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The Costs of Skin Cancer to New Zealand
This information sheet summarises the key points
from the 2009 report: Costs of skin cancer to New
Zealand.
Skin cancer costs the New Zealand health system
around $57 million a year. Much of this cost could be
prevented, yet skin cancer prevention continues to
have a low priority.
Types of Skin Cancer
Skin cancers include:
• Melanoma: the least common but most serious
form of skin cancer. Melanoma can spread rapidly
and is life threatening if left untreated.
• Squamous cell carcinoma (SCC): easily treated if
found early, but can be fatal if left untreated.
• Basal cell carcinoma (BCC): the most common and
least dangerous skin cancer.
Skin cancer rate
New Zealand and Australia have the highest melanoma
incidence rates in the world, around three times the
rates in other countries, including Europe and the
Americas.
In New Zealand there are around 2000 new melanoma
cases, and 250 deaths from melanoma annually. In
2007, melanoma was the fourth most commonly
registered cancer, accounting for 11% of all new cancer
registrations.
While cases of NMSC are not required to be registered,
deaths from non-melanoma skin cancers (NMSC) are
registered. There are around 100 deaths from NMSC,
and an estimated 67,000 new cases each year.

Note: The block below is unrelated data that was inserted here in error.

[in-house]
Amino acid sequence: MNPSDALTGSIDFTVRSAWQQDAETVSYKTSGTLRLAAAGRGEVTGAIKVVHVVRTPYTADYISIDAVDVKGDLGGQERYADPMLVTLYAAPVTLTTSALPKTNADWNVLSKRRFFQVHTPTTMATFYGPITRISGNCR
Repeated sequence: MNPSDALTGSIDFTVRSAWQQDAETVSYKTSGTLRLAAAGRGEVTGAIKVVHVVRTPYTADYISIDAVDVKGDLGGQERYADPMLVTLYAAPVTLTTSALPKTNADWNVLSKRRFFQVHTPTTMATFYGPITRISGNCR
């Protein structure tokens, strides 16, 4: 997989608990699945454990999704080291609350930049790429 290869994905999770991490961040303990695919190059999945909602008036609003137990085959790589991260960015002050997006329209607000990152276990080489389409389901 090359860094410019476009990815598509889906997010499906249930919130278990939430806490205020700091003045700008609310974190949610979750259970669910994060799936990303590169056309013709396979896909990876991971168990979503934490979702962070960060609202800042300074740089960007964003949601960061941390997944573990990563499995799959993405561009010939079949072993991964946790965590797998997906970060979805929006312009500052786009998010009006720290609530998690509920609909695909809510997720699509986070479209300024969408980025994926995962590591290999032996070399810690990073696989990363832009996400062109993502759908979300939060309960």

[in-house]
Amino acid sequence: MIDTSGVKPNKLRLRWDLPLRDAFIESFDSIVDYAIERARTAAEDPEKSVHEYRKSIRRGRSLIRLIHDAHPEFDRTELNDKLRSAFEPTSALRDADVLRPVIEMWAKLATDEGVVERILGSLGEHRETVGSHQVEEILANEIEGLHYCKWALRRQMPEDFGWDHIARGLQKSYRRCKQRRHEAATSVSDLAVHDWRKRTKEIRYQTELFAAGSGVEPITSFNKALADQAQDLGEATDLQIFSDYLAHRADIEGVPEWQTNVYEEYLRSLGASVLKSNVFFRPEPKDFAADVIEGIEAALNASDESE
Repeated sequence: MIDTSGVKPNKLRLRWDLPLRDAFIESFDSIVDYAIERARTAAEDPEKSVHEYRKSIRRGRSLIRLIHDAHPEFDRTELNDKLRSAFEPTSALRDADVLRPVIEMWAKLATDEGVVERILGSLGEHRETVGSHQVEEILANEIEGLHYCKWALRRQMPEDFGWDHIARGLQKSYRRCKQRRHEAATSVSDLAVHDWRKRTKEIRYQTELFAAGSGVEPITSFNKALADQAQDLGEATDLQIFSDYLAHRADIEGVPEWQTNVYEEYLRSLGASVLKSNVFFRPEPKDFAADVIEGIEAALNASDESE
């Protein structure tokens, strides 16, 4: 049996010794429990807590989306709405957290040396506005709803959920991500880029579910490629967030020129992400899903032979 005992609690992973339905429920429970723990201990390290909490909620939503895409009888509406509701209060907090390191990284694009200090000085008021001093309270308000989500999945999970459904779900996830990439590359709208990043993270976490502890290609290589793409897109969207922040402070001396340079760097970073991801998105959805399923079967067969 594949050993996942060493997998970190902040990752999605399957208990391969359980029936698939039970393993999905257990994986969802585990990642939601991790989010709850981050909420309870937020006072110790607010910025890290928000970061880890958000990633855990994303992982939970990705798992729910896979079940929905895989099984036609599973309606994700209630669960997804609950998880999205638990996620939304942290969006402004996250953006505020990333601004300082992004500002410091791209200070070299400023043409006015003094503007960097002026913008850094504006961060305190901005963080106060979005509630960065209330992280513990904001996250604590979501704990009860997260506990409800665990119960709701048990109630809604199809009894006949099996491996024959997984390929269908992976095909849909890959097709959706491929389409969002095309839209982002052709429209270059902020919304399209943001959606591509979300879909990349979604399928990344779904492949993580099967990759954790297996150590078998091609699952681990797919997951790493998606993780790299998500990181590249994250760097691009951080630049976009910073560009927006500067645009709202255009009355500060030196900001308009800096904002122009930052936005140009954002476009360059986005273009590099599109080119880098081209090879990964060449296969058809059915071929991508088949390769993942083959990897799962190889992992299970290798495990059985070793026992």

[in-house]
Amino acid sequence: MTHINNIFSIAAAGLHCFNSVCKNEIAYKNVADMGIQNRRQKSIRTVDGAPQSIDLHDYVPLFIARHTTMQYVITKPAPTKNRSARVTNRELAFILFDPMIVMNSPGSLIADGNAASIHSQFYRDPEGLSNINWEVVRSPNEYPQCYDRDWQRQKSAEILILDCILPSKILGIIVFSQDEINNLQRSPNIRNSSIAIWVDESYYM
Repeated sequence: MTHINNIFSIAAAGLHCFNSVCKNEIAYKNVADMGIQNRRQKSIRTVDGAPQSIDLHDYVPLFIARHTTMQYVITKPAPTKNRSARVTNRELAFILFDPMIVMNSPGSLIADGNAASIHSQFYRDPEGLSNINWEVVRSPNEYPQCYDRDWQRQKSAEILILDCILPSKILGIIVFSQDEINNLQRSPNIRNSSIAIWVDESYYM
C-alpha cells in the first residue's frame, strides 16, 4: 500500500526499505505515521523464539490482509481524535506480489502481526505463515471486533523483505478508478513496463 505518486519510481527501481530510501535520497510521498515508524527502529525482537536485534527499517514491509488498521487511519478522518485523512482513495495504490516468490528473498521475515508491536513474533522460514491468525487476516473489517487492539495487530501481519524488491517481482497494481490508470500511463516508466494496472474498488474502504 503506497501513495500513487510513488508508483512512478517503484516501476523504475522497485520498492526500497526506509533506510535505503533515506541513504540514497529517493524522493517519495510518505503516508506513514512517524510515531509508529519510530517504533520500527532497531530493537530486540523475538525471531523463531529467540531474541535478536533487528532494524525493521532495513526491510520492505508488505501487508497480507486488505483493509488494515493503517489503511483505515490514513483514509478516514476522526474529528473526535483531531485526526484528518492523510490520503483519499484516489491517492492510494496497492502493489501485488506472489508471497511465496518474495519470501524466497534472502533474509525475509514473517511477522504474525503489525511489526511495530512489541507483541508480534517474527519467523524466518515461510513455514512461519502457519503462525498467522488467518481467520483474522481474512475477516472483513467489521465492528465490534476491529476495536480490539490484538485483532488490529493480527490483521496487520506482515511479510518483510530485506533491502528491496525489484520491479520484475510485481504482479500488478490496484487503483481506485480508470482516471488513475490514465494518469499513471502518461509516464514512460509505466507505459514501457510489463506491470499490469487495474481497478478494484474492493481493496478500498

Therefore, skin cancer is clearly the most common
cancer in New Zealand, compared to a total of about
16,000 registrations for all other new cancers.
Most skin cancer cases occur among older people. But
melanoma has a significantly lower average age of
incidence, and mortality, than NMSC. In 2007, among
people aged 25 to 44 years, melanoma was the leading
cancer among males, while among females aged 25 to
44 years it was the second most common cancer.
Hospital discharges for skin cancer
From 2004-2007, there was an average of 9,135
discharges annually from public hospitals for melanoma
and NMSC. Melanoma accounted for 13.4 % and NMSC
86.6%. Therefore, NMSC hospital discharges
outnumbered melanoma discharges by 6.5 to 1.
Costs of skin cancer treatment
Skin cancer is the most costly cancer in New Zealand.
Although NMSC can frequently be successfully treated,
the large number of cases results in significant costs to
the health system. The annual cost of treating skin
cancers in hospital is about $28.9 million excluding GST
(in 2007/08 prices). In addition to this, treating skin
cancer outside of hospital is estimated to cost around
$28.2 million, excluding GST, (in 2007/08 prices). These
costs include GP consultations, lab tests, specialist
(dermatologists and plastic surgeons) consultations and
procedures, pharmaceuticals, residential and hospice
care. This means the total direct health system costs
of skin cancer to New Zealand are approximately $57.1
million annually.
A number of methods were used to calculate these
costs to produce the best possible information;
however the figures may be conservative. More precise
estimates of cost could be made if there was better
information available e.g. on the incidence of NMSC
and the actual costs of skin cancer treatment in New
Zealand.
Financial costs for people with skin cancer and their